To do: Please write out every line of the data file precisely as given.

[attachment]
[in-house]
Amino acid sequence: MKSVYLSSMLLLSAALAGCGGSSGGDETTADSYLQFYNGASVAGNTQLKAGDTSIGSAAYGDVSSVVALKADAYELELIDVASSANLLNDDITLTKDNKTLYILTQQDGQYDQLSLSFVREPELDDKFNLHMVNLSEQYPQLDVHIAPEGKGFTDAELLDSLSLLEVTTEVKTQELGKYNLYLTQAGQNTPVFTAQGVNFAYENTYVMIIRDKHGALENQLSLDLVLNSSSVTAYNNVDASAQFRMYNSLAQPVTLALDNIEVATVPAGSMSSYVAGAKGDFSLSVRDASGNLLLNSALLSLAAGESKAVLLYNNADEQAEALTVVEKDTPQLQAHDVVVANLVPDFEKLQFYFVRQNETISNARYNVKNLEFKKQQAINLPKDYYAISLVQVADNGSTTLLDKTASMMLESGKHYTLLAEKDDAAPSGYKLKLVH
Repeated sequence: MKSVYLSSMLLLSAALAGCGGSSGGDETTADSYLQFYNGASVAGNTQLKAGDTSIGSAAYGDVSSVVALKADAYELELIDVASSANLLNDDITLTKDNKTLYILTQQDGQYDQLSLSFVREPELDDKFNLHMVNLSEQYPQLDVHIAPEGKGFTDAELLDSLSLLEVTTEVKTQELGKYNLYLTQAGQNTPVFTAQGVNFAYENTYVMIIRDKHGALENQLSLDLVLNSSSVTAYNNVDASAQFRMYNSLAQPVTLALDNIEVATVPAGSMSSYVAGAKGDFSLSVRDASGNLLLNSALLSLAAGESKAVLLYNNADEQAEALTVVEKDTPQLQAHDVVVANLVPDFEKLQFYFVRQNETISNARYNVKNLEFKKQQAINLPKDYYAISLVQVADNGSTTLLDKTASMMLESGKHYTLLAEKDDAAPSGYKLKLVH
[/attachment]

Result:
[in-house]
Amino acid sequence: MKSVYLSSMLLLSAALAGCGGSSGGDETTADSYLQFYNGASVAGNTQLKAGDTSIGSAAYGDVSSVVALKADAYELELIDVASSANLLNDDITLTKDNKTLYILTQQDGQYDQLSLSFVREPELDDKFNLHMVNLSEQYPQLDVHIAPEGKGFTDAELLDSLSLLEVTTEVKTQELGKYNLYLTQAGQNTPVFTAQGVNFAYENTYVMIIRDKHGALENQLSLDLVLNSSSVTAYNNVDASAQFRMYNSLAQPVTLALDNIEVATVPAGSMSSYVAGAKGDFSLSVRDASGNLLLNSALLSLAAGESKAVLLYNNADEQAEALTVVEKDTPQLQAHDVVVANLVPDFEKLQFYFVRQNETISNARYNVKNLEFKKQQAINLPKDYYAISLVQVADNGSTTLLDKTASMMLESGKHYTLLAEKDDAAPSGYKLKLVH
Repeated sequence: MKSVYLSSMLLLSAALAGCGGSSGGDETTADSYLQFYNGASVAGNTQLKAGDTSIGSAAYGDVSSVVALKADAYELELIDVASSANLLNDDITLTKDNKTLYILTQQDGQYDQLSLSFVREPELDDKFNLHMVNLSEQYPQLDVHIAPEGKGFTDAELLDSLSLLEVTTEVKTQELGKYNLYLTQAGQNTPVFTAQGVNFAYENTYVMIIRDKHGALENQLSLDLVLNSSSVTAYNNVDASAQFRMYNSLAQPVTLALDNIEVATVPAGSMSSYVAGAKGDFSLSVRDASGNLLLNSALLSLAAGESKAVLLYNNADEQAEALTVVEKDTPQLQAHDVVVANLVPDFEKLQFYFVRQNETISNARYNVKNLEFKKQQAINLPKDYYAISLVQVADNGSTTLLDKTASMMLESGKHYTLLAEKDDAAPSGYKLKLVH